Starting to plan a holiday to beautiful Wales? What the country may lack regarding size, it certainly makes up for in its stunning landscape and delicious produce. Wales has an array of fantastic national dishes and some of the best bakeries you will find in the entire UK. Below we give you a brief guide to the food you shouldn’t leave Wales without trying:
Driving etymologists mad for centuries, the dish was initially known as Welsh rabbit, yet at no point did it ever contain any rabbit meat whatsoever! Regarded as a Welsh national dish it is, in fact, the world’s finest cheese on toast. Chefs have been tampering and perfecting this dish for years; the thickness of the bread, the exact metal and temperature to cook it on, paprika or not? We advise trying to make it yourself with the wonderfully flavoured-filled beer and mustard cheese, Y Fenni (a wonderful cheese from Abergavenny) instead of using the usual sharp cheddar or even add an egg on the top for that French treatment. However, if you want to try it professionally made, cafés up and down the country often have a variation of rarebit on their menu for visitors to try!
Image credit: Dog Street Pub
As it isn’t spring, quality Welsh lamb isn’t available in shops and butchers. However, you can find mutton or imported lamb variants to use in this traditional dish. Lamb cawl is a Welsh dish that is similar to a soup or broth. Ingredients usually are lamb, leek, potatoes, swedes, carrots and seasonal vegetables. Lamb cawl is considered to be the national dish of Wales and was traditionally eaten during the winter months, and a vegetable variation made without the meat is called cawl cennin. An easy recipe to make, we highly recommend cooking it yourself when staying at your North Wales holiday homes this coming autumn. We also suggest serving it with crusty bread topped with Caerphilly cheese and a pint of Welsh ale.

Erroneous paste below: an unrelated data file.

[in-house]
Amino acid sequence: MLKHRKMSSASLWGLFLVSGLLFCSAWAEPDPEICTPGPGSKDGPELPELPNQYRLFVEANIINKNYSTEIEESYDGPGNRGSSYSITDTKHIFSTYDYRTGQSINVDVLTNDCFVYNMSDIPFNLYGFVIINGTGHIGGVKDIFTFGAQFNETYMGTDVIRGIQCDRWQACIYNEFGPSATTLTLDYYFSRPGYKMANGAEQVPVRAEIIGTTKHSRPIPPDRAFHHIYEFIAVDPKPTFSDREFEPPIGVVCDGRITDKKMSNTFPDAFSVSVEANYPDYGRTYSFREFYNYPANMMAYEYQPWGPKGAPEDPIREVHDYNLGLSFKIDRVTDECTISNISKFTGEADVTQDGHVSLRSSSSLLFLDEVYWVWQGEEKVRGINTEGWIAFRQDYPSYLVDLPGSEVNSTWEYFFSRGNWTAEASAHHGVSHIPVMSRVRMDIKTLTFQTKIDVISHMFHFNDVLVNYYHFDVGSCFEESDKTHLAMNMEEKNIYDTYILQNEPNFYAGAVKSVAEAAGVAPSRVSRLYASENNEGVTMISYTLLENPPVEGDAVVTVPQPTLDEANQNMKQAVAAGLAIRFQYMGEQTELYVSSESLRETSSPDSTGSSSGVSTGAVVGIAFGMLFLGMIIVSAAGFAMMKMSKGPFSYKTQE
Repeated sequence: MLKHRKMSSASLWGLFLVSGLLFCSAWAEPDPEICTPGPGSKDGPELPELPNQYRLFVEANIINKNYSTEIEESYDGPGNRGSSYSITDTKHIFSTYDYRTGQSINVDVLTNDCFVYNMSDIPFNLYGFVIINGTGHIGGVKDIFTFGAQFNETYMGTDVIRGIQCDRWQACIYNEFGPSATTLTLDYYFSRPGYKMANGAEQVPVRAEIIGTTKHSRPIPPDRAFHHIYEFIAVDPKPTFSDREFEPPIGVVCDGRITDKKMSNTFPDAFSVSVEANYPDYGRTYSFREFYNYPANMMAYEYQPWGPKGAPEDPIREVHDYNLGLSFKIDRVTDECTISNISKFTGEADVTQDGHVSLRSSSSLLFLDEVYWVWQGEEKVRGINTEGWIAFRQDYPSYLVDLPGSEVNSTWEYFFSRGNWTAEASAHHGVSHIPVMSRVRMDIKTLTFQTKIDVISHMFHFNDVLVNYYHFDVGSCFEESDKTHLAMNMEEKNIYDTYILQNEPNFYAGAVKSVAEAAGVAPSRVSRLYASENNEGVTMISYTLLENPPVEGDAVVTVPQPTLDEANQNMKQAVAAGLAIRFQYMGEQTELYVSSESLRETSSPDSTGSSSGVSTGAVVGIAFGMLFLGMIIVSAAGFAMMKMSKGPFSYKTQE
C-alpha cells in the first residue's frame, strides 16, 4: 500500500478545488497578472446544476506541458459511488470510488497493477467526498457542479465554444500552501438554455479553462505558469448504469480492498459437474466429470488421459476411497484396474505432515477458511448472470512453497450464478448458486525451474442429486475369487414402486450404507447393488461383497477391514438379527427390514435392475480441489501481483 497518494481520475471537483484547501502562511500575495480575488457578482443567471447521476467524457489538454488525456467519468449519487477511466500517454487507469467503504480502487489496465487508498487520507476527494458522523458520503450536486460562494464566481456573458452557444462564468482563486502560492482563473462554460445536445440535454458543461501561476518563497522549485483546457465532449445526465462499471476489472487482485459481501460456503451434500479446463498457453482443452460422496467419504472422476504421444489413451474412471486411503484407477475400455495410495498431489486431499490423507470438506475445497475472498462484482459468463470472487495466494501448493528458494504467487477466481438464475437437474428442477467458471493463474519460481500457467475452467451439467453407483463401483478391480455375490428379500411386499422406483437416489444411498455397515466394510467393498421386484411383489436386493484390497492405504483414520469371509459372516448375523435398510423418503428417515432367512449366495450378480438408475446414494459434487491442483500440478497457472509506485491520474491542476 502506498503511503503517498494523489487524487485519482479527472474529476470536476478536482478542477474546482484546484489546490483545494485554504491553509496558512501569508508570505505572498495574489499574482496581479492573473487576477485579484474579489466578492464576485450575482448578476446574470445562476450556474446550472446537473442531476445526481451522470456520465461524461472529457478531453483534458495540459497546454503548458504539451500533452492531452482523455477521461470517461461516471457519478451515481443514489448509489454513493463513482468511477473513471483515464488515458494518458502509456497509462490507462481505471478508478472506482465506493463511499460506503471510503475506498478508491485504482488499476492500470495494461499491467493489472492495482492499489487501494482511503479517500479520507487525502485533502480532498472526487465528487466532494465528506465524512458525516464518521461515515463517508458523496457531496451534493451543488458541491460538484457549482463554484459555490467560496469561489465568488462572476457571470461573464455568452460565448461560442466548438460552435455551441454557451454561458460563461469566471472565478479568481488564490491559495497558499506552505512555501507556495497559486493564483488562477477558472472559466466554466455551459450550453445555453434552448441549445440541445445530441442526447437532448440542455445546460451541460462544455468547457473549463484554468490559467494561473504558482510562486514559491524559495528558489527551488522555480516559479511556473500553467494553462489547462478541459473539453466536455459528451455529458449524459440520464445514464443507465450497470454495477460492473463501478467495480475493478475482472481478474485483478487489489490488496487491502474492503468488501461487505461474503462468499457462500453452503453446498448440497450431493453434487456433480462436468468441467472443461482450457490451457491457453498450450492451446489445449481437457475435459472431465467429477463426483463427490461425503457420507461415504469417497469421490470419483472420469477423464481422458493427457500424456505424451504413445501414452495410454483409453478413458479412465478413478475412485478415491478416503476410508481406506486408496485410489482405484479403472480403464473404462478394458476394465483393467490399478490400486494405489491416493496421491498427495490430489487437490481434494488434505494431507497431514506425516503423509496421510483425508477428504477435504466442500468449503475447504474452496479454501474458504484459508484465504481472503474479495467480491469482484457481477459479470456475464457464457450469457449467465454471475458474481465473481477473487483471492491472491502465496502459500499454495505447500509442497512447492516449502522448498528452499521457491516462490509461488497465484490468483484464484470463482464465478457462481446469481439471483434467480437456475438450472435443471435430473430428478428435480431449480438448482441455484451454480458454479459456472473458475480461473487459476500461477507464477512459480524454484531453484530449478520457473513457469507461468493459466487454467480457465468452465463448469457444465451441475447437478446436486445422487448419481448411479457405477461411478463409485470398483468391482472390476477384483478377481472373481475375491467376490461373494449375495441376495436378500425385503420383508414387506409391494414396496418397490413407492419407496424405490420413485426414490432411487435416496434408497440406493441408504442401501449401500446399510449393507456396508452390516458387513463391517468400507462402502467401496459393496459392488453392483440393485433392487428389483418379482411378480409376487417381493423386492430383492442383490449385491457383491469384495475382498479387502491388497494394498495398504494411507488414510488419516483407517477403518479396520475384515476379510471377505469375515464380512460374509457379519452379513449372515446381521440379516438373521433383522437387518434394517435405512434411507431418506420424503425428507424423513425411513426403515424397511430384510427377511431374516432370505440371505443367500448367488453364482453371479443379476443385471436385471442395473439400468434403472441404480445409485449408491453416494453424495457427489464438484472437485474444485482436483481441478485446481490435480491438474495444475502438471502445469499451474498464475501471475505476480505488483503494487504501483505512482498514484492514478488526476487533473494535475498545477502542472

Often debated as to how the humble leek became an emblem for Wales, this vegetable is often seen worn in miniature form on the lapels of fine Welsh folk during St. David’s Day. It is often said that St. David used to only eat leeks during his fasting periods, while others say that the Welsh warriors used to wear them on their helmets to help distinguish themselves from the enemy. Stories of origin aside, the wholesome leek doesn’t get enough attention these days. This subtly sweet vegetable is incredibly versatile and shouldn’t just be used as a base for stocks or sauces, as there are loads of recipes to try using tasty Welsh leeks from pies, curries, savoury crumbles to poaching or pickling them! Let us know how you like to have your leeks via our social channels!
Laver is an edible seaweed, and in Wales used to make the traditional dish of laverbread. It is often regarded as a ‘like it or leave it’ dish, and made by boiling the laver for several hours then mincing or pureeing it. This paste can be sold as it is, or rolled in oatmeal before frying meaning the ‘bread’ part is rather misleading! Laverbread is often eaten in accompaniment to cockles and mussels and has a strong salty taste to remind you of the taste. It was once described as ‘Welshman’s caviar’ by Welsh actor Richard Burton and is a luxury item on restaurant menus.
Here in North Wales in the fishing village of Conwy, mussels are grown and harvested naturally from the water where the River Conwy meets the Irish Sea; this means the fresh and salty seawaters combine with nutrients to grow these plump amber mussels. The sea beds are regulated well and the tradition of only eating the mussels during the months that end with an ‘r’ is maintained, meaning a holiday to North Wales in autumn means you will be able to get your hands on some delicious local seafood. The mussel industry has been around for over one hundred years in Conwy, and the mussels you can buy from local seafood sellers or the shop on Conwy Quay are more abundant and have a higher meat content than those you can find in a supermarket.
Read below to see a favourite recipe to try when staying in our holiday homes for sale North Wales delicacy – creamy pasta with Conwy mussels.
Pre-cook the mussels by steaming them in a large pan. Remember to discard any mussels if the shells don’t close before cooking and those that don’t open after cooking.
Place half a glass of white wine with the double cream and a pinch of turmeric into a pan over medium heat. Bring the sauce to the boil then let it simmer for three to four minutes.
Cook the pasta as advised then add it, along with the mussels, to the sauce and simmer for a further three minutes to make sure the mussels are warmed through.
Serve in a pasta bowl, topped with fresh chopped chives and garlic bread.